Negotiations for the sale transpired later the same evening at a bar inside the Holiday Inn with Pesci setting the price per ounce and computing the amount of the sale. Agent Gibson also initiated negotiations for a future, larger sale through Pesci.

The transfer occurred inside Agent Gibson's car in the motel parking lot, with Gibson, informant Gipson, Pesci, and Benevides present, and with the actual exchange of drugs and money passing between Benevides and Agent Gibson. After other agents closed in for the arrest, Pesci gave Agent Gibson the keys to the Lincoln.

Pursuant to this arrest, the Lincoln, which had been used by Pesci and Benevides to travel from Detroit to Pittsburgh in order to negotiate and carry out the heroin transfer, was seized in Coraopolis, Pennsylvania, by duly authorized agents of the DEA. Thereafter, the United States brought this civil action for forfeiture of the Lincoln, pursuant to 49 U.S.C. §§ 781 and 782 and 21 U.S.C. § 881, 28 U.S.C. §§ 1345 and 1355 and 19 U.S.C. § 1610.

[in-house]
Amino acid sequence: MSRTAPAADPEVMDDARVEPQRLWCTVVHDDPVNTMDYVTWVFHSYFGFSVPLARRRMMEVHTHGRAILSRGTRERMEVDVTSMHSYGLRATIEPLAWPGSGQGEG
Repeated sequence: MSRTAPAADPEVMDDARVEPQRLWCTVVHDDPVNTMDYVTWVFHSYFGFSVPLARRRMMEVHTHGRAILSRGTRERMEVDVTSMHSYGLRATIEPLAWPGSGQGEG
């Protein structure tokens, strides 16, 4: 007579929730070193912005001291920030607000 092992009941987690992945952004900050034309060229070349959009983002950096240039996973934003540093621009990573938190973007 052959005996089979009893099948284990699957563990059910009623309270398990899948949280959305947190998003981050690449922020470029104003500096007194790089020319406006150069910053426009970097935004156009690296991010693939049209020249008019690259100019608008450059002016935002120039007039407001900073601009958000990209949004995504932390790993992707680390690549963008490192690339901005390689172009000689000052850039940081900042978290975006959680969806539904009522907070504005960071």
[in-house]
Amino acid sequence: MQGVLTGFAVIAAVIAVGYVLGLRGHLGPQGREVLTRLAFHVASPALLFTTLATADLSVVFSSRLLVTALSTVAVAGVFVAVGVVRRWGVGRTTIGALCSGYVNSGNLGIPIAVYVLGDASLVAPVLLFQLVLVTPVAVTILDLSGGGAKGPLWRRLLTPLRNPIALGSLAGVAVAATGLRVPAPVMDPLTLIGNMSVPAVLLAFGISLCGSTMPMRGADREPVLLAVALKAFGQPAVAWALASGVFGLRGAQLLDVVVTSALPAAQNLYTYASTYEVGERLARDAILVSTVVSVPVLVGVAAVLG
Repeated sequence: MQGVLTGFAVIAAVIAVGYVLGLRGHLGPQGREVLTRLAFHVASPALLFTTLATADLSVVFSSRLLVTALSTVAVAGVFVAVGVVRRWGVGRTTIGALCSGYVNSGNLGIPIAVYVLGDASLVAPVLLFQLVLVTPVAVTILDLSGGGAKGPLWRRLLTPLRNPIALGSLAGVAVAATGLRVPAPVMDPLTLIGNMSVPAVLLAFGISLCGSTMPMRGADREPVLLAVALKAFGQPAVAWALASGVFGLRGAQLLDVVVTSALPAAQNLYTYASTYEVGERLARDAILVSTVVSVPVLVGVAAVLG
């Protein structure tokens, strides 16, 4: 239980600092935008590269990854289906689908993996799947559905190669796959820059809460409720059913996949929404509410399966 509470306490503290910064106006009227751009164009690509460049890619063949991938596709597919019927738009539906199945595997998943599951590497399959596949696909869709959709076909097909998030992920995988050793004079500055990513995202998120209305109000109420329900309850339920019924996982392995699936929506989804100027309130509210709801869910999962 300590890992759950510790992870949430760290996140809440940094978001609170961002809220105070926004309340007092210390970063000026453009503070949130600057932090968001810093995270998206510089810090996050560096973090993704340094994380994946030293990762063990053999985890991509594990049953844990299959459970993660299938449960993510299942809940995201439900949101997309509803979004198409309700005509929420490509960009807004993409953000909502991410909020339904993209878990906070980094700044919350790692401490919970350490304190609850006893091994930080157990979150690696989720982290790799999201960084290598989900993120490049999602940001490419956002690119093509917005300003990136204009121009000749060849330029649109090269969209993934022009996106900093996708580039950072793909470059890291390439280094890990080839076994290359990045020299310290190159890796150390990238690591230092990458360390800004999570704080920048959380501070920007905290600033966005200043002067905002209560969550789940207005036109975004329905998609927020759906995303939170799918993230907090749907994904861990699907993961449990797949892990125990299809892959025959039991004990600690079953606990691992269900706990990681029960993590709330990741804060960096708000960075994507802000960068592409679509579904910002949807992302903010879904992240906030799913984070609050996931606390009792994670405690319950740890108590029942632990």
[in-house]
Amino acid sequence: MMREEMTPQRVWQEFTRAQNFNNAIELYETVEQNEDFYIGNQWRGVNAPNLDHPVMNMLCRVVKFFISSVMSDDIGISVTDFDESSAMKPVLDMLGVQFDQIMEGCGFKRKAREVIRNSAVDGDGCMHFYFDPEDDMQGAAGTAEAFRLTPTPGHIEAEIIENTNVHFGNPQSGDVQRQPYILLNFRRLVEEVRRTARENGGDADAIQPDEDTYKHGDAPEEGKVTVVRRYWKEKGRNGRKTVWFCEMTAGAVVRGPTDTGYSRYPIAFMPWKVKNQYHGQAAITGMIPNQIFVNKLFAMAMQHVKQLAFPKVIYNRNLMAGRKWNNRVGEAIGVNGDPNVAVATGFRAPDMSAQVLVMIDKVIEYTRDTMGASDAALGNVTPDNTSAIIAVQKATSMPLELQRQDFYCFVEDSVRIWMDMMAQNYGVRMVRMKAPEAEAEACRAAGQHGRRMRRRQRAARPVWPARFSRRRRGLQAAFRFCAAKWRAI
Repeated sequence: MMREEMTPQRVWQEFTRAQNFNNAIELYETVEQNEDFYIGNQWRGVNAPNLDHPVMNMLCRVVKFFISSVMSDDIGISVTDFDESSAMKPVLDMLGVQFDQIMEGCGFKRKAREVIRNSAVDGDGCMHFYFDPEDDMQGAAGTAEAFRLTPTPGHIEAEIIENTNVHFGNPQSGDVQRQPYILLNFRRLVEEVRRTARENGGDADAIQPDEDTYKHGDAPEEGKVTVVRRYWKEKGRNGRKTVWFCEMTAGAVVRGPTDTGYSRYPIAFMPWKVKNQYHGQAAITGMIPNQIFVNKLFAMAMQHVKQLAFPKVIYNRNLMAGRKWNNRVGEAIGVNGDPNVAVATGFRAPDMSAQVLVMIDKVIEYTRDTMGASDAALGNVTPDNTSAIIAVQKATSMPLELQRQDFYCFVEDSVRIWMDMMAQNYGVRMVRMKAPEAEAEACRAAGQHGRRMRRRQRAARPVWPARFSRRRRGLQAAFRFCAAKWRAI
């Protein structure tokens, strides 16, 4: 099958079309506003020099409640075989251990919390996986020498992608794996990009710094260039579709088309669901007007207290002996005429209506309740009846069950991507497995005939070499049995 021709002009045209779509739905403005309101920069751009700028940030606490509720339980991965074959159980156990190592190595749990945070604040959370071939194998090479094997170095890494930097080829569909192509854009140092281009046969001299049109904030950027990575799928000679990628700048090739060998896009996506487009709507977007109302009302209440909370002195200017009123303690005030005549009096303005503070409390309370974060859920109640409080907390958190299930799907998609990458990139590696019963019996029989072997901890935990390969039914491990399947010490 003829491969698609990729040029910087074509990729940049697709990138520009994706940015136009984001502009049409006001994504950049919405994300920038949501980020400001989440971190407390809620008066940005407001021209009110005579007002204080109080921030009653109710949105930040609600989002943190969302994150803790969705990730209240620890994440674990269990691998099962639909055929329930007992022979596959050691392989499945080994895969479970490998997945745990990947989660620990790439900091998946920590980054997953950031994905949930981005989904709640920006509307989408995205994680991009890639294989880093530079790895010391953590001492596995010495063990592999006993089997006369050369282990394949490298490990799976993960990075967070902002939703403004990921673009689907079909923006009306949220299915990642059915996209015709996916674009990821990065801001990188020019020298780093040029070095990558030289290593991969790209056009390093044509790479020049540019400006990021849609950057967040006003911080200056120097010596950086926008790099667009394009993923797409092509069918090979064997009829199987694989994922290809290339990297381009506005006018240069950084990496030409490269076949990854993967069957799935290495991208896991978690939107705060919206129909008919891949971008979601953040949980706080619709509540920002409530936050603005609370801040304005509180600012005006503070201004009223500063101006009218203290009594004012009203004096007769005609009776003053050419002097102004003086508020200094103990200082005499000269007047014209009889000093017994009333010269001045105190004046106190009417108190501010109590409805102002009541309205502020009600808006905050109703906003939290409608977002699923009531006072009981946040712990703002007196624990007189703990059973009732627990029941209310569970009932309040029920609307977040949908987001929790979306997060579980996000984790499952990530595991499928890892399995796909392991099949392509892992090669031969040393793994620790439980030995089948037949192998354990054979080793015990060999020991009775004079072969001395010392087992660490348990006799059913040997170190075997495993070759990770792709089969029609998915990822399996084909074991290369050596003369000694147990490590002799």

The Government has no evidence which would implicate Kallaway in any way in the events surrounding the arrests of Pesci and Benevides on September 20, 1977. There is also no evidence that Kallaway had any knowledge on September 19, 1977 that his car, the Lincoln, would be used in a scheme to distribute narcotics, nor that he even had any knowledge that the car was being taken to Pittsburgh. He testified that he would not have loaned Pesci the car if he had known Pesci had planned to go to Pittsburgh. At the time Kallaway loaned his car to Pesci, he did know that Pesci had been convicted of a securities violation in 1973 and had served time for this offense. However, he testified he had no knowledge that Pesci was involved with drugs.

Kallaway filed a claim for the Lincoln with this Court on May 26, 1978 and has contested the legality of the seizure. He also filed a petition for remission with the Attorney General pursuant to 19 U.S.C. § 1618, but was denied relief.

462 F. Supp. 1387

CONCLUSIONS OF LAW

The Government did have probable cause to believe that the Lincoln was used to transport narcotics or to facilitate the sale of narcotics, and the Lincoln was therefore properly seized. There is sufficient evidence to establish probable cause without the testimony of the Government witnesses which the claimant has objected to as hearsay. Probable cause for seizure having been demonstrated by the Government, forfeiture was established, and the burden shifted to the claimant to prove the forfeiture was not within 21 U.S.C. § 881 and 49 U.S.C. §§ 781-782.